Skip to comments.VANITY: Last Surviving US WWII General Officer?
Posted on 10/27/2012 11:09:43 AM PDT by Joe 6-pack
Quick question for my fellow military history buffs. I've always been fascinated by timelines and the overlapping of human lives, much like the recent thread regarding the TV appearance of the elderly gentleman who, as a child, witnessed the assassination of Lincoln, lived into the TV age.
As a student of the civil war, I've marveled at the fact that the last surviving individual to hold a general's rank during the conflict, Adelbert Ames, died a year after my father was born. Somehow that simple fact provides a linkage in the fabric of time that makes me realize how closely tied we are to those events.
I know General James Gavin was the youngest division commander in WWII (taking command of the 82nd in his mid-30s), but I'm curious if anyone can definitively say who was (is?) the last surviving US Military officer to hold general officer rank during WWII.
I've googled it and can't seem to find any definitive answer.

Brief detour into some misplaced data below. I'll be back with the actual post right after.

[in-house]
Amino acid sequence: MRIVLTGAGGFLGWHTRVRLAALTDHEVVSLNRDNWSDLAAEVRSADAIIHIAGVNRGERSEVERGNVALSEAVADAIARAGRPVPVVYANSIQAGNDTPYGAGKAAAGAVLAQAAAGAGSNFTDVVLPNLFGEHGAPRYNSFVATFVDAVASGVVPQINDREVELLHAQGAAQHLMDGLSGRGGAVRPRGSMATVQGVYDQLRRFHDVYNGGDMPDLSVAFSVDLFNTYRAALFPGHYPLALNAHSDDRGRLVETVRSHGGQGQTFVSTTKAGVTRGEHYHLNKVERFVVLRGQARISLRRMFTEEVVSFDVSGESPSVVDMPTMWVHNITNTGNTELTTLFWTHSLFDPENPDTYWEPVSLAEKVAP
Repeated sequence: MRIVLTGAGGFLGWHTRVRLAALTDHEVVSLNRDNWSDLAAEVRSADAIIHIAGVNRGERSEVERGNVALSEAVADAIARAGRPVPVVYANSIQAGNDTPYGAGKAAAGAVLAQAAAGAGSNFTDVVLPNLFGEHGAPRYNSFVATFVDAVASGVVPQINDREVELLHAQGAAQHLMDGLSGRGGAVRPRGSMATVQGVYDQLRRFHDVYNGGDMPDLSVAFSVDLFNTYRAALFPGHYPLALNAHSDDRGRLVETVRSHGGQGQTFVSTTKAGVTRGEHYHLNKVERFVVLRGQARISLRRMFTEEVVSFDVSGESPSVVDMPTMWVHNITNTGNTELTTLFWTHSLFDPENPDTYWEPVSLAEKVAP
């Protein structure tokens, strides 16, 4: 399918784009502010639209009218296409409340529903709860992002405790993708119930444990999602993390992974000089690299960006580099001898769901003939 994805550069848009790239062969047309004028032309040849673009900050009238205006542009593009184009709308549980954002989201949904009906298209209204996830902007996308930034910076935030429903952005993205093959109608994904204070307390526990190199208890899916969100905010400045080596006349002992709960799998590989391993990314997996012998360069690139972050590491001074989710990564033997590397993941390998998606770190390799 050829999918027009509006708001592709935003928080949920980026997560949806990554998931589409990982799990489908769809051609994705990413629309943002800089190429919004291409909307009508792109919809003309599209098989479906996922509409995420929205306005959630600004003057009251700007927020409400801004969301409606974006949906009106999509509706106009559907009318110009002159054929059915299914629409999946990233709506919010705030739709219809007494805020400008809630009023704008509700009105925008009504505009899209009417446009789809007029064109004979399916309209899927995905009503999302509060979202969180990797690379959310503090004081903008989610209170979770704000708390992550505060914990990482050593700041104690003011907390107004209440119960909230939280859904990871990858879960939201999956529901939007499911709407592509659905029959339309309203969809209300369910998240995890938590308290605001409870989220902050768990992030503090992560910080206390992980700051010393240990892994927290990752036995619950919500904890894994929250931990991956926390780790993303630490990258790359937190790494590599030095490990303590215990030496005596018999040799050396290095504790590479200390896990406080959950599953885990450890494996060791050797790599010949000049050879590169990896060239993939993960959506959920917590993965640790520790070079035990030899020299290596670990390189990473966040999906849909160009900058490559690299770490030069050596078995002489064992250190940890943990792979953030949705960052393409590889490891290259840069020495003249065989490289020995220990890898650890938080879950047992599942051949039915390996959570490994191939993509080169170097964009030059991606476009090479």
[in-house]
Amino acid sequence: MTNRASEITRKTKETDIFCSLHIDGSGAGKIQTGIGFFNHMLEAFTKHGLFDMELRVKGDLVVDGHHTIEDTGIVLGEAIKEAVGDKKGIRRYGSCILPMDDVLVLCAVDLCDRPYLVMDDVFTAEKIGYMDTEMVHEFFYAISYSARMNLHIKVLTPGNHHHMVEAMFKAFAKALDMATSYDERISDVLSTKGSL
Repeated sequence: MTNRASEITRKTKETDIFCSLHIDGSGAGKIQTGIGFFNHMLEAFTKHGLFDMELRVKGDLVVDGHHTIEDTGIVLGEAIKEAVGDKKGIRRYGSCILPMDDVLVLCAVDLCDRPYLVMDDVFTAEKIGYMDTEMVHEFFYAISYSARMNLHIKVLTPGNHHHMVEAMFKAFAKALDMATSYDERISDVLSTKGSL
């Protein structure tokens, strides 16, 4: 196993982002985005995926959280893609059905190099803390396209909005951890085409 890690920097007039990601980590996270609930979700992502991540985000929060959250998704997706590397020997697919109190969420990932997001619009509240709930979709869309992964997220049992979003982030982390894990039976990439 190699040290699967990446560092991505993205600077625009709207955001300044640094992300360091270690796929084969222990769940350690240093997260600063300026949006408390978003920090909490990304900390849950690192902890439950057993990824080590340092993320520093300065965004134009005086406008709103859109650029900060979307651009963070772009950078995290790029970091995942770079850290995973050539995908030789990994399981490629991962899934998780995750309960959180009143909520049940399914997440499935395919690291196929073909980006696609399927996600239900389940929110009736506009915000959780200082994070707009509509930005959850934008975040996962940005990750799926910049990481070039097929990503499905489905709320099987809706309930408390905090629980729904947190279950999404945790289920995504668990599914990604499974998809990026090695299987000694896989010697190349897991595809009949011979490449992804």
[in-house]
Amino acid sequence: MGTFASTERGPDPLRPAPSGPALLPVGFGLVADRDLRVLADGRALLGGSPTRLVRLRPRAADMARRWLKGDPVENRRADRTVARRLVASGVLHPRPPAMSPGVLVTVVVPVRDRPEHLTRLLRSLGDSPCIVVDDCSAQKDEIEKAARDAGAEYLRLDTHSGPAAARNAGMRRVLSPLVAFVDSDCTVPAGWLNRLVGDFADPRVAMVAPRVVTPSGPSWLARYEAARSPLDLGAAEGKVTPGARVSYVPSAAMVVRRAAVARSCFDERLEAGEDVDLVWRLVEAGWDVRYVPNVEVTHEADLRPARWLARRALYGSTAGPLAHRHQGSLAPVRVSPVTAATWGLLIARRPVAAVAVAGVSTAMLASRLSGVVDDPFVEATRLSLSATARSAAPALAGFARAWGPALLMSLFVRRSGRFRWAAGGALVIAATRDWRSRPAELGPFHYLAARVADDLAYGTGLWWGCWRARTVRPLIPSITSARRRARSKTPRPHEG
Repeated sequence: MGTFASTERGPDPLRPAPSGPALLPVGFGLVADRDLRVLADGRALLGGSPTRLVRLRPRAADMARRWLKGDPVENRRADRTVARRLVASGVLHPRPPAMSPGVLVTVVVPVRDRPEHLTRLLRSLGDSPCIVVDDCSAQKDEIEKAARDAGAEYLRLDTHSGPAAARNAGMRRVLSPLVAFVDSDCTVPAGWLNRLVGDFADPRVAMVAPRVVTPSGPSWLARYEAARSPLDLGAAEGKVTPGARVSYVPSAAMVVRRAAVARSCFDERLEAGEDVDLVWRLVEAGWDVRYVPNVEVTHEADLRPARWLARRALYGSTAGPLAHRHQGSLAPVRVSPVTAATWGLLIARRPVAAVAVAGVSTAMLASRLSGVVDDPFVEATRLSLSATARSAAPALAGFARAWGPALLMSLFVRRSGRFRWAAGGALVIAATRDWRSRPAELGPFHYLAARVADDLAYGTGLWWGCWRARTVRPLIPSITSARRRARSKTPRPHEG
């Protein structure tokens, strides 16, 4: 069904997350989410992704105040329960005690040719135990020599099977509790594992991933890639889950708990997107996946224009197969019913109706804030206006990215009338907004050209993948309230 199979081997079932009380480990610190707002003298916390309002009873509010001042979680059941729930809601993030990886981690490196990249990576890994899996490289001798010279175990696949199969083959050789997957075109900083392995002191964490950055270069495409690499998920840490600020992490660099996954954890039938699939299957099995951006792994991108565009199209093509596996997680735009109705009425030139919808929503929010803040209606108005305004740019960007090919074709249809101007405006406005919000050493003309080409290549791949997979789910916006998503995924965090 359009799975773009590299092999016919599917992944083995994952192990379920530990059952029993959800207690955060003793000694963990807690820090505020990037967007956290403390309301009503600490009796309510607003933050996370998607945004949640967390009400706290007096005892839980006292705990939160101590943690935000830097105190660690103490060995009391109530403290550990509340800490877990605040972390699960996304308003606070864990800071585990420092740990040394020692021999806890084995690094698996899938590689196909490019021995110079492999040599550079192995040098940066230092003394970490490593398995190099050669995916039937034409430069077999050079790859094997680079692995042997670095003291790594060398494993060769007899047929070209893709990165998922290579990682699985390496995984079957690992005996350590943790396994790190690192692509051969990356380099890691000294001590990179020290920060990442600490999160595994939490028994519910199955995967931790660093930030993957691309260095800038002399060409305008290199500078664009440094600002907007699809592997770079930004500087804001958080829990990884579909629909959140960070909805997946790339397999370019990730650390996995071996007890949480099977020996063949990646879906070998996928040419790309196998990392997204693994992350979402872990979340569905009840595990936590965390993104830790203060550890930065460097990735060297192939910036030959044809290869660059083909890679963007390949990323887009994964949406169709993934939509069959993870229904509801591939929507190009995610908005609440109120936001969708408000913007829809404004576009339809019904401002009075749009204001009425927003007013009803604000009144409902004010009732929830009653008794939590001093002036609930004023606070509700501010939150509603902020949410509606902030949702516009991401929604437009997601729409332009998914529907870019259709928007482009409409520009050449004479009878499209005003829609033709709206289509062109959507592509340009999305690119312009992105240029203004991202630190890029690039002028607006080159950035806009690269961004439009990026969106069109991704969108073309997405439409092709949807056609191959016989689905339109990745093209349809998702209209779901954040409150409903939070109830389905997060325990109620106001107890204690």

Last I looked a few months ago, there were still two brothers alive who’s gtandfather was President Tyler. He fathered a child in his 80’s who then did the same.
“Another interesting fact...at the height of WW II, with some 16 million Americans in the military, there were FEWER generals or admirals than we have now..with the military less than 20% of WW II strength.. “
Yes, we sure do have alot of powdered princes, don’t we?
And they haven’t decisively won a major war since WWII. Can’t defeat rebels in Afghanistan in over ten years.
(just for interest sake, study “denazification” and compare that to our concepts for dealing with muslims)
It may be Ralph Corbett Smith, commander of the US Army’s 27th Infantry Division. He passed away in 1998 at the age of 104. If he’s not the last, he’s close.
He was a Major General when the 27th took part of the invasion of Saipan in 1944, where he was unfairly sacked by the USMC commander, General Holland M. (Howling Mad) Smith in the famous “Smith -vs- Smith” controversy. That episode is a very interesting read in of itself.
My father served under him and held him in the highest regard.
Tyler was pres from 1841 to 1845. I knew a lady who died this year, her father was born in 1859. I thought that was a link to the past, but yours beats mine.
I remember when Omar Bradley died in 1981 they said he was the last living 5 star.
Yep. I remember that as well, but of course the pool of 5 stars was a much smaller club and far more easy to track.
Funny, I just Googled “living wwii generals” and this thread was the first result. Might as well bump it! :-)
Fascinating information here.
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